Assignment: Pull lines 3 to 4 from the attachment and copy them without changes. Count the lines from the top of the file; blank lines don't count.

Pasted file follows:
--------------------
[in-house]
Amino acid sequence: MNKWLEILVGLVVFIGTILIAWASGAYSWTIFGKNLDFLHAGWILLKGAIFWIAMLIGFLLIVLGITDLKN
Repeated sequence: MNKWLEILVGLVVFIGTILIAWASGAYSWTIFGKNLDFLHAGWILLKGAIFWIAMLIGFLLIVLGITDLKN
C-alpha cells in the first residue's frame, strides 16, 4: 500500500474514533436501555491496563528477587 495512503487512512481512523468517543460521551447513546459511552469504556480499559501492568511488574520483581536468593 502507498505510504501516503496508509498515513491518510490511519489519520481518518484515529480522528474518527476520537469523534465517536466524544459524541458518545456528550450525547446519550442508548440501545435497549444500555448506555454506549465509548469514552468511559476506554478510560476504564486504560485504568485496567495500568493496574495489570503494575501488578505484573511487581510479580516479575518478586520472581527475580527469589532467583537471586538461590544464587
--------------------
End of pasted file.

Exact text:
Repeated sequence: MNKWLEILVGLVVFIGTILIAWASGAYSWTIFGKNLDFLHAGWILLKGAIFWIAMLIGFLLIVLGITDLKN
C-alpha cells in the first residue's frame, strides 16, 4: 500500500474514533436501555491496563528477587 495512503487512512481512523468517543460521551447513546459511552469504556480499559501492568511488574520483581536468593 502507498505510504501516503496508509498515513491518510490511519489519520481518518484515529480522528474518527476520537469523534465517536466524544459524541458518545456528550450525547446519550442508548440501545435497549444500555448506555454506549465509548469514552468511559476506554478510560476504564486504560485504568485496567495500568493496574495489570503494575501488578505484573511487581510479580516479575518478586520472581527475580527469589532467583537471586538461590544464587